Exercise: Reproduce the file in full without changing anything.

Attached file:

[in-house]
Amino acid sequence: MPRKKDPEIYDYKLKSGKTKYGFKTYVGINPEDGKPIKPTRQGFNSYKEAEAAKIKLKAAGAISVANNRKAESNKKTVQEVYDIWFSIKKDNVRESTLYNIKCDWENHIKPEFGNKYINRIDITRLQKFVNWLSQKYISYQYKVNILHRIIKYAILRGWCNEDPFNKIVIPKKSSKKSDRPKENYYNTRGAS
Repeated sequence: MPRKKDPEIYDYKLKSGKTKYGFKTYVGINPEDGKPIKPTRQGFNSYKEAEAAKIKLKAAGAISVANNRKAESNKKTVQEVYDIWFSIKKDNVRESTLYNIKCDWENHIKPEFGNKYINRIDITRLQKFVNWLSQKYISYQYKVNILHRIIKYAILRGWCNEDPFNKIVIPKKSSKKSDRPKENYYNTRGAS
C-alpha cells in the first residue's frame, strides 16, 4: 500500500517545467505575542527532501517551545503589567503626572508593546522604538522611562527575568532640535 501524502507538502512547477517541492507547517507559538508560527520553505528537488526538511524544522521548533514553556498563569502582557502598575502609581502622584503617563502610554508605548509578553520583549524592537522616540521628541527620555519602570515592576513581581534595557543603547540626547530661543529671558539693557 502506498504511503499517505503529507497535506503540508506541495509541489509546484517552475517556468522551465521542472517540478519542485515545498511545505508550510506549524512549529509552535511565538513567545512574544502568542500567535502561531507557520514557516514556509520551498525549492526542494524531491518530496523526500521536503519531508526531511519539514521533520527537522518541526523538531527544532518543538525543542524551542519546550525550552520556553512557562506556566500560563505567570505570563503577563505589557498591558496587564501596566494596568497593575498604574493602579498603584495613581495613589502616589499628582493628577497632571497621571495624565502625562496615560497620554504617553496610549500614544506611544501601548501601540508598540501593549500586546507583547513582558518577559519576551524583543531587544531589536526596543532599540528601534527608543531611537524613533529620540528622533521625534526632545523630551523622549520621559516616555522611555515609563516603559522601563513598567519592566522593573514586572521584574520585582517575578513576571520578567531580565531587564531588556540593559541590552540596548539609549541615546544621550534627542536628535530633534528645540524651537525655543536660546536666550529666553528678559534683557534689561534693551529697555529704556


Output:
[in-house]
Amino acid sequence: MPRKKDPEIYDYKLKSGKTKYGFKTYVGINPEDGKPIKPTRQGFNSYKEAEAAKIKLKAAGAISVANNRKAESNKKTVQEVYDIWFSIKKDNVRESTLYNIKCDWENHIKPEFGNKYINRIDITRLQKFVNWLSQKYISYQYKVNILHRIIKYAILRGWCNEDPFNKIVIPKKSSKKSDRPKENYYNTRGAS
Repeated sequence: MPRKKDPEIYDYKLKSGKTKYGFKTYVGINPEDGKPIKPTRQGFNSYKEAEAAKIKLKAAGAISVANNRKAESNKKTVQEVYDIWFSIKKDNVRESTLYNIKCDWENHIKPEFGNKYINRIDITRLQKFVNWLSQKYISYQYKVNILHRIIKYAILRGWCNEDPFNKIVIPKKSSKKSDRPKENYYNTRGAS
C-alpha cells in the first residue's frame, strides 16, 4: 500500500517545467505575542527532501517551545503589567503626572508593546522604538522611562527575568532640535 501524502507538502512547477517541492507547517507559538508560527520553505528537488526538511524544522521548533514553556498563569502582557502598575502609581502622584503617563502610554508605548509578553520583549524592537522616540521628541527620555519602570515592576513581581534595557543603547540626547530661543529671558539693557 502506498504511503499517505503529507497535506503540508506541495509541489509546484517552475517556468522551465521542472517540478519542485515545498511545505508550510506549524512549529509552535511565538513567545512574544502568542500567535502561531507557520514557516514556509520551498525549492526542494524531491518530496523526500521536503519531508526531511519539514521533520527537522518541526523538531527544532518543538525543542524551542519546550525550552520556553512557562506556566500560563505567570505570563503577563505589557498591558496587564501596566494596568497593575498604574493602579498603584495613581495613589502616589499628582493628577497632571497621571495624565502625562496615560497620554504617553496610549500614544506611544501601548501601540508598540501593549500586546507583547513582558518577559519576551524583543531587544531589536526596543532599540528601534527608543531611537524613533529620540528622533521625534526632545523630551523622549520621559516616555522611555515609563516603559522601563513598567519592566522593573514586572521584574520585582517575578513576571520578567531580565531587564531588556540593559541590552540596548539609549541615546544621550534627542536628535530633534528645540524651537525655543536660546536666550529666553528678559534683557534689561534693551529697555529704556